Thursday, October 18, 2007

Dogme film comes to Reel Affirmations

Some of the 5 PM shows at the Reel Affirmations festival are free, and on Wednesday Oct. 17 the festival presented a film certified as Dogme-41, the first Dogme film from Canada, in this case, Quebec. The film is Lonely Child (2005, dir. Pascal Robitaille, Quebec, 50 min). This seems true to Dogme, with hand-held cameras and no artificial or exogenous music score. The film is black and white, but looks grainy; to be effective Dogme, when in black and white, needs the power that crisp black-and-white photography can provide. The story starts with a mother getting mad at the behavior of her gay teen son, who goes on an odyssey to summer camp. The story starts to ramble, whereas normally in a Dogme film you need tight plotting. Also, the filmmaker often talks while he films other people. This was not the most effective use of the technique. The French was hard to follow. I usually can follow Parisian French in the movies, but (in Quebec) this sounded different, particularly with slang and idioms and pronunciation. I’ve noticed that with Spanish, too. Castilian Spanish (Madrid) seems easier to follow (for an Anglo person) than the language in Mexican film.

Three Summers (2006, "Tre Somre", Super16 / Nordisk, dir. Carlos Augusto de Oliveira, 28 min, Demark, Cinemascope, R) In the marshes of the Denmark coast, a middle aged man ("Jorgen") of some wealth struggles with appearances and possible marriage problems, when he meets a most precocious teenage boy ("Thomas"). The “teenage brain” is a dubious topic indeed. The subject matter may be more acceptable in Europe than in the US. Indeed, if this happened in the United States, Jorgen might wind up in a cinder block cell with the light always on, and some day give Chris Hansen a Dateline interview about the need to resist temptation which it comes out of the blue. However, the "story" ends rather happily, with the prospect that Jorgen, rejuvenated, may rebuild his "real" marriage. The film technique resembled Dogme, as a lot of the work appeared to be hand-held (though you shouldn't have wide screen and background music).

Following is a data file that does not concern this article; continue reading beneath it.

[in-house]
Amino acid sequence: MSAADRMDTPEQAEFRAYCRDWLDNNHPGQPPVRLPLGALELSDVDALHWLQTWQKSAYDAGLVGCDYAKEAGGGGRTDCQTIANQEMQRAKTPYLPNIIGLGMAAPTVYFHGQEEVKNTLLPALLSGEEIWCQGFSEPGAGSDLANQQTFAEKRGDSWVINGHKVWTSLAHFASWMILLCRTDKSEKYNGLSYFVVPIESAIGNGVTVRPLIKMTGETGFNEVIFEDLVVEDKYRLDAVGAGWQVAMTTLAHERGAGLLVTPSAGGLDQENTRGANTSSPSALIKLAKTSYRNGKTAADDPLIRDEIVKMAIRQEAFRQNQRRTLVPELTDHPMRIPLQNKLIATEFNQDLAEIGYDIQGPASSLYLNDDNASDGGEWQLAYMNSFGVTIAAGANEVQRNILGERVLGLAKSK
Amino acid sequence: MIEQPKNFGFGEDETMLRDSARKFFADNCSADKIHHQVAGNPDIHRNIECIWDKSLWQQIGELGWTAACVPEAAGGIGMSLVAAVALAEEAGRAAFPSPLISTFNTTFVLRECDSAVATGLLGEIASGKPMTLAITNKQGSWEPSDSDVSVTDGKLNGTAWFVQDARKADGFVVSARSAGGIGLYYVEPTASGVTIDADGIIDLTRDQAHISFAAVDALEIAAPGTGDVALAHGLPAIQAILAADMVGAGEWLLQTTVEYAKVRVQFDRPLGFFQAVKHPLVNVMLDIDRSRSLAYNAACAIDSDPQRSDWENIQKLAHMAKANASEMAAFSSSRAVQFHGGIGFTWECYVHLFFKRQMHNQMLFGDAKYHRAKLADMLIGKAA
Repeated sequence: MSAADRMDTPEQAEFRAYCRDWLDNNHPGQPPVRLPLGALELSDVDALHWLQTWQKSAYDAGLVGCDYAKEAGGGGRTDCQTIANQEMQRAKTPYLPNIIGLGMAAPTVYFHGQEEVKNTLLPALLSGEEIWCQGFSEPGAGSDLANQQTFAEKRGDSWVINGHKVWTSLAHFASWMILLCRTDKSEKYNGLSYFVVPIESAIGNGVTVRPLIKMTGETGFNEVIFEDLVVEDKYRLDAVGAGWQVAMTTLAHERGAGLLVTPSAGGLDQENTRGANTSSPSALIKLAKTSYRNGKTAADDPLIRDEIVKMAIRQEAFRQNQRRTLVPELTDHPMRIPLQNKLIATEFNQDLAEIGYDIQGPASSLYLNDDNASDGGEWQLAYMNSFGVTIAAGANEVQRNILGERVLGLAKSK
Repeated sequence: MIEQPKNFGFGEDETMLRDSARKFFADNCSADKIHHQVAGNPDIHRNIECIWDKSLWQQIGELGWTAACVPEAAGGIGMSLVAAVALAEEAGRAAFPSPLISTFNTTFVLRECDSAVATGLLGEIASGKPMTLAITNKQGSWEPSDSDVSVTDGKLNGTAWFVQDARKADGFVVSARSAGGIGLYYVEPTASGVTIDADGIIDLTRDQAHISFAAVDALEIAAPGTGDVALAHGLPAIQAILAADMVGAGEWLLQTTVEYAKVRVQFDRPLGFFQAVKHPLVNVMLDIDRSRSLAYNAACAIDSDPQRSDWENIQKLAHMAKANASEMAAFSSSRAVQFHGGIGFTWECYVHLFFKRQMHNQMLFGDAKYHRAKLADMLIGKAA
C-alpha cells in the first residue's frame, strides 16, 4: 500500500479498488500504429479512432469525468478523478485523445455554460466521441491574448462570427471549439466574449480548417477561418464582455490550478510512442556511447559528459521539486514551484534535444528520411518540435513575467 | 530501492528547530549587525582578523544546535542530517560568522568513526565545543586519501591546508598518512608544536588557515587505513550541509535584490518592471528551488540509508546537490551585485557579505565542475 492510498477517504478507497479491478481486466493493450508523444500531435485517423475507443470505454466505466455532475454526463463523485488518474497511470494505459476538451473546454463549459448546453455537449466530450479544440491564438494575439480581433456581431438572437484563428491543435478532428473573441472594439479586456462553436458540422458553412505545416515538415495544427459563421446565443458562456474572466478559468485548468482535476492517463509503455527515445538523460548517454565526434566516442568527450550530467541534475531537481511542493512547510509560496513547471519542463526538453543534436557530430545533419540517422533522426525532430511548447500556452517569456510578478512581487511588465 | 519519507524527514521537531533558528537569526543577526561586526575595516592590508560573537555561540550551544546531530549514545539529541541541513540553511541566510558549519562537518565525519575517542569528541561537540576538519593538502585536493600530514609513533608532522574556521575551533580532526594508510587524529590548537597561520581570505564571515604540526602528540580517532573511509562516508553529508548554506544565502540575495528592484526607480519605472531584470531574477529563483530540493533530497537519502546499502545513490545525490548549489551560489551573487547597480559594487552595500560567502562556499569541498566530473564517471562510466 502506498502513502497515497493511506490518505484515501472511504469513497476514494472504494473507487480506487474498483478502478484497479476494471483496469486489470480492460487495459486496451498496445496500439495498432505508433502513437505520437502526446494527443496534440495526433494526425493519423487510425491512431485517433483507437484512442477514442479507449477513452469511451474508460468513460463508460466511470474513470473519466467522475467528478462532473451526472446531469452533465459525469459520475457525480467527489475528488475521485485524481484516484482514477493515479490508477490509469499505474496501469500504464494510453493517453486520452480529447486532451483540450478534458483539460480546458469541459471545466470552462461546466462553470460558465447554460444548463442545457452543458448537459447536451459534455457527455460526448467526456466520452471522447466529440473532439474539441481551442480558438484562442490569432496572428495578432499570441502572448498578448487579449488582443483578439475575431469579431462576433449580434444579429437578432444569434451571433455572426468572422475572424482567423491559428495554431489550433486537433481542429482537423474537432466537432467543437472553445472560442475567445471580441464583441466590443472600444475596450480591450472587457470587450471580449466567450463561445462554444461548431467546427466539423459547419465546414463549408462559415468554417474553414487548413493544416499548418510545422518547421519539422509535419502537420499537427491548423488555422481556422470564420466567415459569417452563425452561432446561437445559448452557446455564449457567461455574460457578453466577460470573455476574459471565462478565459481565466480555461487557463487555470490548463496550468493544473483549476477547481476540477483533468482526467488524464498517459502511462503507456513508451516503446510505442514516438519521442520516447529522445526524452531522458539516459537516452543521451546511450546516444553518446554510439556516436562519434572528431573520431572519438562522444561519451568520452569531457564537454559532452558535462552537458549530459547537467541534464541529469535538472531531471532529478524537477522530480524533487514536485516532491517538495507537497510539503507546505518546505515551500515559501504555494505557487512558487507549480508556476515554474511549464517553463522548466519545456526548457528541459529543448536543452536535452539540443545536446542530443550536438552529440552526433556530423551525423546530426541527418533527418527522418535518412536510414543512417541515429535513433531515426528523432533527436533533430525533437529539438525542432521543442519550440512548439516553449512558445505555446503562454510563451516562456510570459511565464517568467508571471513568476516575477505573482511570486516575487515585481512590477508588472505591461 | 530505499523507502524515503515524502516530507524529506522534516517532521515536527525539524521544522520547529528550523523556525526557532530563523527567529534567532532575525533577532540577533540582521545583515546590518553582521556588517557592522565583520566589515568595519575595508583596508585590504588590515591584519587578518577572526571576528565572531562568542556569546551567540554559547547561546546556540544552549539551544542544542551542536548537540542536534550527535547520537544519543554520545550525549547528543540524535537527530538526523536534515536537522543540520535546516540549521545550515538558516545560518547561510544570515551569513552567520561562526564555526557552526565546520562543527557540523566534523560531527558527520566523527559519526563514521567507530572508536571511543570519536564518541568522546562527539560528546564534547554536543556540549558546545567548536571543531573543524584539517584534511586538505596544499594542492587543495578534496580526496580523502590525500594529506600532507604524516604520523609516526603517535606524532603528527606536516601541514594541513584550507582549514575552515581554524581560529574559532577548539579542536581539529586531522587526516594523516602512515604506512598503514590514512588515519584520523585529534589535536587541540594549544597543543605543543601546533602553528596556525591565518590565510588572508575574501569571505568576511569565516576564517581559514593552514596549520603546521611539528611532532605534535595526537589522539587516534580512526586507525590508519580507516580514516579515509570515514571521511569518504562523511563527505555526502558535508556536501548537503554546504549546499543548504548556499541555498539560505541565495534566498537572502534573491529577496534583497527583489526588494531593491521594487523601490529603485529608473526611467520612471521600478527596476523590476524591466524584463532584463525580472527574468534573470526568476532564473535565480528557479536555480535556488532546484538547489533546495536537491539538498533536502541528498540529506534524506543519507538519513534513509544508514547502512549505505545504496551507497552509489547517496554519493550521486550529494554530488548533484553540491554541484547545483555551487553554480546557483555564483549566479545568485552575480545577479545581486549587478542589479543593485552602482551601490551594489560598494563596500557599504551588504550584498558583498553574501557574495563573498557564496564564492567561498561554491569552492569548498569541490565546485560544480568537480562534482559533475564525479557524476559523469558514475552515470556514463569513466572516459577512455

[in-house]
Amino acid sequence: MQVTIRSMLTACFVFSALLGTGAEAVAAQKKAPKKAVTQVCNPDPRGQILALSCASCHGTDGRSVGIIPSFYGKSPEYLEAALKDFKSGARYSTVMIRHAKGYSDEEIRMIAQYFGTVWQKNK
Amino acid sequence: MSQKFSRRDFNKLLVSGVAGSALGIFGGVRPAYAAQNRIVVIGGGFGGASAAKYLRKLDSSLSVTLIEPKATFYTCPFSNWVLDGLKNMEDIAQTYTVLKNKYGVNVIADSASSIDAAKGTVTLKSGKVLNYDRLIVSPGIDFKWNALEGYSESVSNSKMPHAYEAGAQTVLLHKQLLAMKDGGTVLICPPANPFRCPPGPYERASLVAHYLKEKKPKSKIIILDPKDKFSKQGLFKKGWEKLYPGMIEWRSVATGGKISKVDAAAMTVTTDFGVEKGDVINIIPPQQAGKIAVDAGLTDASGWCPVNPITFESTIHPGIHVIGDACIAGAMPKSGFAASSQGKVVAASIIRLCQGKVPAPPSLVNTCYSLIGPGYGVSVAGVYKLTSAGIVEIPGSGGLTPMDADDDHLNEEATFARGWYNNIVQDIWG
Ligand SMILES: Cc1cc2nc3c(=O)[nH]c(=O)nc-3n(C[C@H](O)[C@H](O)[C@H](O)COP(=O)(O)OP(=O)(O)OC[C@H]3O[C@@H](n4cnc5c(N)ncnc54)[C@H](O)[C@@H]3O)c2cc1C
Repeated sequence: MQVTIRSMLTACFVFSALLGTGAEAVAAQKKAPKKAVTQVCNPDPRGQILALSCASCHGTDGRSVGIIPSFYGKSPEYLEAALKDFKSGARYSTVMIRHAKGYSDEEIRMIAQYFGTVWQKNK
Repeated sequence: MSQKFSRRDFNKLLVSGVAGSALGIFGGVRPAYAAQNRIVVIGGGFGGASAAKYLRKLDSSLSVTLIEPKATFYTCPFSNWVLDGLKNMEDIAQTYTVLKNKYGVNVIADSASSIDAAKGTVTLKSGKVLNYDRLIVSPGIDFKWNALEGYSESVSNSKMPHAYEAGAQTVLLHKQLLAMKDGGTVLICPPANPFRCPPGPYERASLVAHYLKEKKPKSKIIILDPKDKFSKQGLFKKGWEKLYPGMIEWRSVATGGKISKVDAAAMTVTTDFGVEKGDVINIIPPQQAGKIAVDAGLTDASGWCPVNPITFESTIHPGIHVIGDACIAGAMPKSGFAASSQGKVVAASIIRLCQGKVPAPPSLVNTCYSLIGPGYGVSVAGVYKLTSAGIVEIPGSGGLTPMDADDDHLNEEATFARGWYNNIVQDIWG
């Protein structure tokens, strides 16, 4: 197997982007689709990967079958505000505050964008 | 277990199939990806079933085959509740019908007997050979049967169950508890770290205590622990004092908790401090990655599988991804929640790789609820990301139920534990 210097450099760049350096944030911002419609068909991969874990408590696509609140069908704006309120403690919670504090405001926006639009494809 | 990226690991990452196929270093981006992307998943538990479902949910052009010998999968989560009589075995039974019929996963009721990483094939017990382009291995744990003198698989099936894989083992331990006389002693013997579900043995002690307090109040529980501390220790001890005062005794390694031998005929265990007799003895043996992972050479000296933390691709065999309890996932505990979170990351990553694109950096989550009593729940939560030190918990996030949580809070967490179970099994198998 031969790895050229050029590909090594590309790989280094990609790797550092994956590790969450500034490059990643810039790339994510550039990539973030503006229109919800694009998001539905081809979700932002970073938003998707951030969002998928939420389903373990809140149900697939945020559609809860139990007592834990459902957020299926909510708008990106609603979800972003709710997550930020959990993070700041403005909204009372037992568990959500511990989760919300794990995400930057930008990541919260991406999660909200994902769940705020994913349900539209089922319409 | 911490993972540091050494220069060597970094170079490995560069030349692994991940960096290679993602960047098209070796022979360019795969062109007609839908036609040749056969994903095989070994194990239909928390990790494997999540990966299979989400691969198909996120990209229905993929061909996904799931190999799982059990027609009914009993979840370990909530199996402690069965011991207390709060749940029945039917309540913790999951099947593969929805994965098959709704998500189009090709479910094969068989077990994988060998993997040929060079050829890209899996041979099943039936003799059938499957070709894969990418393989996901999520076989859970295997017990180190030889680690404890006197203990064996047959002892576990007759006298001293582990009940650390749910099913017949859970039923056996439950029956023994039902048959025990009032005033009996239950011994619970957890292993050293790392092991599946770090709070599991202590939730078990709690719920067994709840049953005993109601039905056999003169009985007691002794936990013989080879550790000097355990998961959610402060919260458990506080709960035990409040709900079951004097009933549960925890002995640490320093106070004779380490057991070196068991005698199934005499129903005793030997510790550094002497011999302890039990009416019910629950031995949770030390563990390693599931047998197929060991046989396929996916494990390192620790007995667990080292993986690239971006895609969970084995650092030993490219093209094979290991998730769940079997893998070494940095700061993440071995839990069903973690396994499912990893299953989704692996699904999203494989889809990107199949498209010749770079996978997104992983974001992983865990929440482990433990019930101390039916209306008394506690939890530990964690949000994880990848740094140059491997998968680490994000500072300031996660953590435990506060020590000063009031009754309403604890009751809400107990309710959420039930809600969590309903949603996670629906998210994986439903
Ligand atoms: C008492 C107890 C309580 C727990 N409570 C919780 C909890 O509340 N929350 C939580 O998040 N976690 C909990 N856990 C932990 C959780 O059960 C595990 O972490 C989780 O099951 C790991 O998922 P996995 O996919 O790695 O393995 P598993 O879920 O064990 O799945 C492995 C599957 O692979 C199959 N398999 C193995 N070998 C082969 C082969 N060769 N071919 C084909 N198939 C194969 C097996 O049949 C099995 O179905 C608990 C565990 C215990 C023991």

The shorts program Wednesday night is “Men on the Edge.”

Police Box (2006, dir. Josh Kim, Hong Kong, 8 min) is a goofy spoof of life in the big city.

(dir. Michaeline Babich, USA, 14 min) has an appealing young man hooking up (legally) with Internet chat. The “partner” even pays his cab fare. He spends a wonderful evening with a slightly older man, only to find that the man has a partner dying of AIDS.

The Manual
(dir. Sarah Spillane, 14 min, Australia) has a boy sent away for “developmental” problems which could be “homosexuality” but the boy is too young for that. When he returns as a 28 year old man, it's not clear what's real, as now a sister is in the same fix, being criticized for having an imaginary playmate. This really is a “mainstream” film.

Wet Shave ("Die Rasur", 7 min, Germany) is like a miniature of the “Barber Shop” movies, literally. The fantasy doesn’t go as far as it could.

Testify (2006, Think! Outside the Box / Clarendon, 12 min) An African American preacher visits an African American young man dying of AIDS in a hospice. The young man does not welcome him. Soon, he learns that the young man, to his surprise, is straight. That provokes some soul-searching in the congregation.

Parting Words ("Derniers mots", 2006, dir. Joe Balass, Quebec). A guy on monitors is transferred from a hospice to the hospital (rather odd), or perhaps to his own end. At death’s door, he is interested in the orderly. (What comes to mind is a 1986 indie film about AIDS called "Parting Glances".)

Slideshow (2007, dir. Greg Atlkins, 4 min), Just stills.

Miss Popularity
(2006, dir. Wayne Jung), 6 min, Germany) a spoof of sitcoms, in black and white..

Le Weekend (2007, Attack, dir. Timothy Smith, UK). A gay film student from France comes to London, goes clubbing and picks up a "straight" man who plays along for the ride and eventually “tells”. The movie is shot somewhat in Dogme style with the student photographing his film as he makes it.

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